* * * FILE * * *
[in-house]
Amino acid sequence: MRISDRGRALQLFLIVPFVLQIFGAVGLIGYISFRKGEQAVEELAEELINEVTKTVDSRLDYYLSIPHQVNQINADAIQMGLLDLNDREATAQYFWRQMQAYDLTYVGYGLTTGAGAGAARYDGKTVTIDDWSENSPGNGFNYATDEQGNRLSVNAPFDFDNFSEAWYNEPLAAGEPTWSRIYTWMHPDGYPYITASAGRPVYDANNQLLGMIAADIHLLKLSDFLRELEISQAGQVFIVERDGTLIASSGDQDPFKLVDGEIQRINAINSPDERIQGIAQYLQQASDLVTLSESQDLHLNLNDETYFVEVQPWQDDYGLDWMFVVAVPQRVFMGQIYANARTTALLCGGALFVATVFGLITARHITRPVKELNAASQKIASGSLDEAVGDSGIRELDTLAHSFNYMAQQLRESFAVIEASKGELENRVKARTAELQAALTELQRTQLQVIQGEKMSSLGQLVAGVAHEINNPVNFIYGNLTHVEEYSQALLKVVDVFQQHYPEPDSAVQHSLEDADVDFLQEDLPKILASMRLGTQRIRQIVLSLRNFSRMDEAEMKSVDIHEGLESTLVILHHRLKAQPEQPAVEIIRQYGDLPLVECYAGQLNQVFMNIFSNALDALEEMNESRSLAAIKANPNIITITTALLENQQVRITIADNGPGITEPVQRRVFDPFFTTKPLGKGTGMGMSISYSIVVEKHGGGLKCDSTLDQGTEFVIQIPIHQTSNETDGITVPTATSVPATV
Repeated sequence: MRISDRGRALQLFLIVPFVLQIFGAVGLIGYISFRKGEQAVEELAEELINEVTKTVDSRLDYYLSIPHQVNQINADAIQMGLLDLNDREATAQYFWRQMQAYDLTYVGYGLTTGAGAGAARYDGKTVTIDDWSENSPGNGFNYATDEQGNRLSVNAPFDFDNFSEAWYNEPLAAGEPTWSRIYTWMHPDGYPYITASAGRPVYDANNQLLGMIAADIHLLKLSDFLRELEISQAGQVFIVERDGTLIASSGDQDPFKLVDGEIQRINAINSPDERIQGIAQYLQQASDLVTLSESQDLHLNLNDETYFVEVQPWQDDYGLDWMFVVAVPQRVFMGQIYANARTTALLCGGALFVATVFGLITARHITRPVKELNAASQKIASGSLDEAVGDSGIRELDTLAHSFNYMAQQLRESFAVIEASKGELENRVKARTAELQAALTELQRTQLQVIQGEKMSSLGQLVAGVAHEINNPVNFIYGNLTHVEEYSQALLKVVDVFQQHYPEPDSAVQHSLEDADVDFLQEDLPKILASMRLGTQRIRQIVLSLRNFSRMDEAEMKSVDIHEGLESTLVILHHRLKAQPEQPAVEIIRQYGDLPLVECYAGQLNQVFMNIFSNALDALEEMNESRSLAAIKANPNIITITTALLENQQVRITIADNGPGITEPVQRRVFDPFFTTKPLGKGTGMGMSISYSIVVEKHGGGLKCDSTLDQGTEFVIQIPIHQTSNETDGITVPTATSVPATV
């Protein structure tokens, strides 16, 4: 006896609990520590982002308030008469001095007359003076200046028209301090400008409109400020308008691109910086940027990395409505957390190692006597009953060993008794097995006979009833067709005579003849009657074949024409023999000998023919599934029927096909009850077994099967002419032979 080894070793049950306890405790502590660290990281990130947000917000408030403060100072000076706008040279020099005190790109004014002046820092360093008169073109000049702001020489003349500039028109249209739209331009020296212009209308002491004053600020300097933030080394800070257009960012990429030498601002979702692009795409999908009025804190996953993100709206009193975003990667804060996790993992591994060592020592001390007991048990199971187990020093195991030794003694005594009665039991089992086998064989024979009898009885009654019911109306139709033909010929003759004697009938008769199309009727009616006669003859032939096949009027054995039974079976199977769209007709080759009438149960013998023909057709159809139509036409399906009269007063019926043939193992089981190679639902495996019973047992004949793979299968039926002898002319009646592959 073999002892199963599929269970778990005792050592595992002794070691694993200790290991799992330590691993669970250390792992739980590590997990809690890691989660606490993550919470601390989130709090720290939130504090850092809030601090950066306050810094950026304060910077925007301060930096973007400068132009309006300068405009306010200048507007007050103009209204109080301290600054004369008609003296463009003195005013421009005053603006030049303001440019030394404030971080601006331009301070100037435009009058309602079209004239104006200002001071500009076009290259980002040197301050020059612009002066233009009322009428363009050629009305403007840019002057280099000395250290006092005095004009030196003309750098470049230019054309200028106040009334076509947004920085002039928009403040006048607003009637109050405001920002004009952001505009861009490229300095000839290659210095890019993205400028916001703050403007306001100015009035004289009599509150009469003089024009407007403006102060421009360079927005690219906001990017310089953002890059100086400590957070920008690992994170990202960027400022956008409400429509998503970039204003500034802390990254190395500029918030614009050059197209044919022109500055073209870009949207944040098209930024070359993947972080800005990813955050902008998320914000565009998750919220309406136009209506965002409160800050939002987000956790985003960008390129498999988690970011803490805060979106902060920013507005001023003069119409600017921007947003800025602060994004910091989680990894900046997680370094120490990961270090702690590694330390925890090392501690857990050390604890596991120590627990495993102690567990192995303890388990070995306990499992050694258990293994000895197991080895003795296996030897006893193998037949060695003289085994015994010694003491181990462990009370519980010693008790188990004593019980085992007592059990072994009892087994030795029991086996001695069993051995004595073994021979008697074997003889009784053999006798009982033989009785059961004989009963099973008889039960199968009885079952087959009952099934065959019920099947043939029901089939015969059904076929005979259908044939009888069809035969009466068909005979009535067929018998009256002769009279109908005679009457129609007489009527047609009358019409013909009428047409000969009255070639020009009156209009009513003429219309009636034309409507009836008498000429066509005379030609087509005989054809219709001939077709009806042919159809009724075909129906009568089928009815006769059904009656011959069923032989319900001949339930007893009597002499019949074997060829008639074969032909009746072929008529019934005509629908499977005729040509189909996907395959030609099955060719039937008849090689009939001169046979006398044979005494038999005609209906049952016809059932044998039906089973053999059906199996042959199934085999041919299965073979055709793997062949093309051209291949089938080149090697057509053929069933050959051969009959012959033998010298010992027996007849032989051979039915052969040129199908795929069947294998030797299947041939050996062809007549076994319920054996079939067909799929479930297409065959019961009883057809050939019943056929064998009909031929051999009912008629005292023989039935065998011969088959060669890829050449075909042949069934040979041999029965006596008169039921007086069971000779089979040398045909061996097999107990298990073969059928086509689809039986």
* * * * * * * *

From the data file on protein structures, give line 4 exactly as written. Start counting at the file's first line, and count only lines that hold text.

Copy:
């Protein structure tokens, strides 16, 4: 006896609990520590982002308030008469001095007359003076200046028209301090400008409109400020308008691109910086940027990395409505957390190692006597009953060993008794097995006979009833067709005579003849009657074949024409023999000998023919599934029927096909009850077994099967002419032979 080894070793049950306890405790502590660290990281990130947000917000408030403060100072000076706008040279020099005190790109004014002046820092360093008169073109000049702001020489003349500039028109249209739209331009020296212009209308002491004053600020300097933030080394800070257009960012990429030498601002979702692009795409999908009025804190996953993100709206009193975003990667804060996790993992591994060592020592001390007991048990199971187990020093195991030794003694005594009665039991089992086998064989024979009898009885009654019911109306139709033909010929003759004697009938008769199309009727009616006669003859032939096949009027054995039974079976199977769209007709080759009438149960013998023909057709159809139509036409399906009269007063019926043939193992089981190679639902495996019973047992004949793979299968039926002898002319009646592959 073999002892199963599929269970778990005792050592595992002794070691694993200790290991799992330590691993669970250390792992739980590590997990809690890691989660606490993550919470601390989130709090720290939130504090850092809030601090950066306050810094950026304060910077925007301060930096973007400068132009309006300068405009306010200048507007007050103009209204109080301290600054004369008609003296463009003195005013421009005053603006030049303001440019030394404030971080601006331009301070100037435009009058309602079209004239104006200002001071500009076009290259980002040197301050020059612009002066233009009322009428363009050629009305403007840019002057280099000395250290006092005095004009030196003309750098470049230019054309200028106040009334076509947004920085002039928009403040006048607003009637109050405001920002004009952001505009861009490229300095000839290659210095890019993205400028916001703050403007306001100015009035004289009599509150009469003089024009407007403006102060421009360079927005690219906001990017310089953002890059100086400590957070920008690992994170990202960027400022956008409400429509998503970039204003500034802390990254190395500029918030614009050059197209044919022109500055073209870009949207944040098209930024070359993947972080800005990813955050902008998320914000565009998750919220309406136009209506965002409160800050939002987000956790985003960008390129498999988690970011803490805060979106902060920013507005001023003069119409600017921007947003800025602060994004910091989680990894900046997680370094120490990961270090702690590694330390925890090392501690857990050390604890596991120590627990495993102690567990192995303890388990070995306990499992050694258990293994000895197991080895003795296996030897006893193998037949060695003289085994015994010694003491181990462990009370519980010693008790188990004593019980085992007592059990072994009892087994030795029991086996001695069993051995004595073994021979008697074997003889009784053999006798009982033989009785059961004989009963099973008889039960199968009885079952087959009952099934065959019920099947043939029901089939015969059904076929005979259908044939009888069809035969009466068909005979009535067929018998009256002769009279109908005679009457129609007489009527047609009358019409013909009428047409000969009255070639020009009156209009009513003429219309009636034309409507009836008498000429066509005379030609087509005989054809219709001939077709009806042919159809009724075909129906009568089928009815006769059904009656011959069923032989319900001949339930007893009597002499019949074997060829008639074969032909009746072929008529019934005509629908499977005729040509189909996907395959030609099955060719039937008849090689009939001169046979006398044979005494038999005609209906049952016809059932044998039906089973053999059906199996042959199934085999041919299965073979055709793997062949093309051209291949089938080149090697057509053929069933050959051969009959012959033998010298010992027996007849032989051979039915052969040129199908795929069947294998030797299947041939050996062809007549076994319920054996079939067909799929479930297409065959019961009883057809050939019943056929064998009909031929051999009912008629005292023989039935065998011969088959060669890829050449075909042949069934040979041999029965006596008169039921007086069971000779089979040398045909061996097999107990298990073969059928086509689809039986």